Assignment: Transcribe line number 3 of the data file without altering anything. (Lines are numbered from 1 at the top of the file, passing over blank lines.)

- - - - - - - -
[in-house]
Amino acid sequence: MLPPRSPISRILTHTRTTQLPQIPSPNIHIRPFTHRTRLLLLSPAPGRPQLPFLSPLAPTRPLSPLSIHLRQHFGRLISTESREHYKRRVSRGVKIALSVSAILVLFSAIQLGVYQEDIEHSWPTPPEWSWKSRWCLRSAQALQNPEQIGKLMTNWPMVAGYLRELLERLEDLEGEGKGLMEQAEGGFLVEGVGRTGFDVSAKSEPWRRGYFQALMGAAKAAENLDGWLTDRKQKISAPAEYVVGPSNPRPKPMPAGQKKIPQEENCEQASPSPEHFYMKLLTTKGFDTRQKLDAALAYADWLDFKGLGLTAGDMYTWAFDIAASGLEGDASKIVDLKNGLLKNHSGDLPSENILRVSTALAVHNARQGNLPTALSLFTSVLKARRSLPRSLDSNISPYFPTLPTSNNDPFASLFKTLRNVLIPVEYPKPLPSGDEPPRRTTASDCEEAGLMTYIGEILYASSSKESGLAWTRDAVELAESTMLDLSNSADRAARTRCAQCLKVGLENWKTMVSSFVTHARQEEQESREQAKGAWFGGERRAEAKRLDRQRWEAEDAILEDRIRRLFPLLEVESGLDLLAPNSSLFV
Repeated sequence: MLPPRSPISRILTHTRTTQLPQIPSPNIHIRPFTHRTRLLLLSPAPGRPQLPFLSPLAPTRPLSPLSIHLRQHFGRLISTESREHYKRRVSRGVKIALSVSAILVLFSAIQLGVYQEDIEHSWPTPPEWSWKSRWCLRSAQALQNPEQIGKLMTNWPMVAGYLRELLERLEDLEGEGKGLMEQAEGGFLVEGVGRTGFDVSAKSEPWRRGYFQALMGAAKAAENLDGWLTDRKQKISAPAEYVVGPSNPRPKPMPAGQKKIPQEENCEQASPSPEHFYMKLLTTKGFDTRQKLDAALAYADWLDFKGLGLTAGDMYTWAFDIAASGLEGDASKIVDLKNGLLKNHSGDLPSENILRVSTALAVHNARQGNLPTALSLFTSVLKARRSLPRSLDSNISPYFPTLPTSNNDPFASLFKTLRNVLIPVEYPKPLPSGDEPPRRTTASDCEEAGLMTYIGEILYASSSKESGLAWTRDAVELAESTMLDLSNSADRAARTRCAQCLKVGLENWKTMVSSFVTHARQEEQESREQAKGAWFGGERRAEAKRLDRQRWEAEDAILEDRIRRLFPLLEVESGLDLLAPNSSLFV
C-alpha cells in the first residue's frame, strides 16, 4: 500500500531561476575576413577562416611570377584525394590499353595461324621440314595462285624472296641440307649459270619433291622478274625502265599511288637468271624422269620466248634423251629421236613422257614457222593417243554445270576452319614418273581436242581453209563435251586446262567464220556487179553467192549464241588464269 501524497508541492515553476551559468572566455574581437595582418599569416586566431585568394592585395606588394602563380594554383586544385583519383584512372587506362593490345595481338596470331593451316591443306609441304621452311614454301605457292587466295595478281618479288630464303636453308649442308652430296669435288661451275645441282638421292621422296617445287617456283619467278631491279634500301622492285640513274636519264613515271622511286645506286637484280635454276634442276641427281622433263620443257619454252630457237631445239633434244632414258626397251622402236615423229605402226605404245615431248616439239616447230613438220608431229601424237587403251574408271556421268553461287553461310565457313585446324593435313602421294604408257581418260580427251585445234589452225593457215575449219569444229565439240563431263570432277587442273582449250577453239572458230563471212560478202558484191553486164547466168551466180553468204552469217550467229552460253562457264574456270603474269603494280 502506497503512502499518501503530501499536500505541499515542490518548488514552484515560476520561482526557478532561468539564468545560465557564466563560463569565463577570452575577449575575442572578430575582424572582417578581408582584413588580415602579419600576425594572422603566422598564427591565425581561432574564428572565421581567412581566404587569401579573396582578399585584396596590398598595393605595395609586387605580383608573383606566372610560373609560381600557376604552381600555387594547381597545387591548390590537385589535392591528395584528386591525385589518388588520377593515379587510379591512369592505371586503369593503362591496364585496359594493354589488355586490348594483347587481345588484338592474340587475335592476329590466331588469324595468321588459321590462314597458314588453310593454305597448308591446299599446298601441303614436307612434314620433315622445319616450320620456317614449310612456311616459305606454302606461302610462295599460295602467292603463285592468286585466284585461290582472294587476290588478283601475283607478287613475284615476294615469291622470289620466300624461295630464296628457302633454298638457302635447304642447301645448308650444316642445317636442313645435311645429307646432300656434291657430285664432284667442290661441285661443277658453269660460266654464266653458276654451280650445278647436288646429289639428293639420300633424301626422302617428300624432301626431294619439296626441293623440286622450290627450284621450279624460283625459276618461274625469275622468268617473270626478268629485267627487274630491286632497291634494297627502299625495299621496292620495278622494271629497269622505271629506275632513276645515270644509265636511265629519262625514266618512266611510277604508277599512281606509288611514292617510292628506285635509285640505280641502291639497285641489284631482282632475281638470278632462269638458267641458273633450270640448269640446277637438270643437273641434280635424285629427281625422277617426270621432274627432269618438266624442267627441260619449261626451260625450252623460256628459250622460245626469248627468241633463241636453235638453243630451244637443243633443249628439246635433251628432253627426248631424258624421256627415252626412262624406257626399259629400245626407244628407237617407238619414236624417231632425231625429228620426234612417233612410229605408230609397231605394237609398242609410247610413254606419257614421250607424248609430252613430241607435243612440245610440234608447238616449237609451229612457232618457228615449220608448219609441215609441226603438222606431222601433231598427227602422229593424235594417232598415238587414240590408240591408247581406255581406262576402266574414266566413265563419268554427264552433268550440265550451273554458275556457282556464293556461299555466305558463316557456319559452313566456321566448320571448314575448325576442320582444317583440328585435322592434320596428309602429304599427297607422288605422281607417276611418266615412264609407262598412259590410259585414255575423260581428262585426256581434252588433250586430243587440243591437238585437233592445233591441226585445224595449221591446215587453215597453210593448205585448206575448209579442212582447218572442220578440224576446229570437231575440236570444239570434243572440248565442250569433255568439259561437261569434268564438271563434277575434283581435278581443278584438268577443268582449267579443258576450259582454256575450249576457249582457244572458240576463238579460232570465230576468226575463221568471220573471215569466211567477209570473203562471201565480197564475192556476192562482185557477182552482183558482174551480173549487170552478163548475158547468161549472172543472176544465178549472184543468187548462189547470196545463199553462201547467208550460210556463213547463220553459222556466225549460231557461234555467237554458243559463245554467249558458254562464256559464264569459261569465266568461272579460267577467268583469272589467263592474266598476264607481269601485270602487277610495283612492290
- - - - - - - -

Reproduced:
Repeated sequence: MLPPRSPISRILTHTRTTQLPQIPSPNIHIRPFTHRTRLLLLSPAPGRPQLPFLSPLAPTRPLSPLSIHLRQHFGRLISTESREHYKRRVSRGVKIALSVSAILVLFSAIQLGVYQEDIEHSWPTPPEWSWKSRWCLRSAQALQNPEQIGKLMTNWPMVAGYLRELLERLEDLEGEGKGLMEQAEGGFLVEGVGRTGFDVSAKSEPWRRGYFQALMGAAKAAENLDGWLTDRKQKISAPAEYVVGPSNPRPKPMPAGQKKIPQEENCEQASPSPEHFYMKLLTTKGFDTRQKLDAALAYADWLDFKGLGLTAGDMYTWAFDIAASGLEGDASKIVDLKNGLLKNHSGDLPSENILRVSTALAVHNARQGNLPTALSLFTSVLKARRSLPRSLDSNISPYFPTLPTSNNDPFASLFKTLRNVLIPVEYPKPLPSGDEPPRRTTASDCEEAGLMTYIGEILYASSSKESGLAWTRDAVELAESTMLDLSNSADRAARTRCAQCLKVGLENWKTMVSSFVTHARQEEQESREQAKGAWFGGERRAEAKRLDRQRWEAEDAILEDRIRRLFPLLEVESGLDLLAPNSSLFV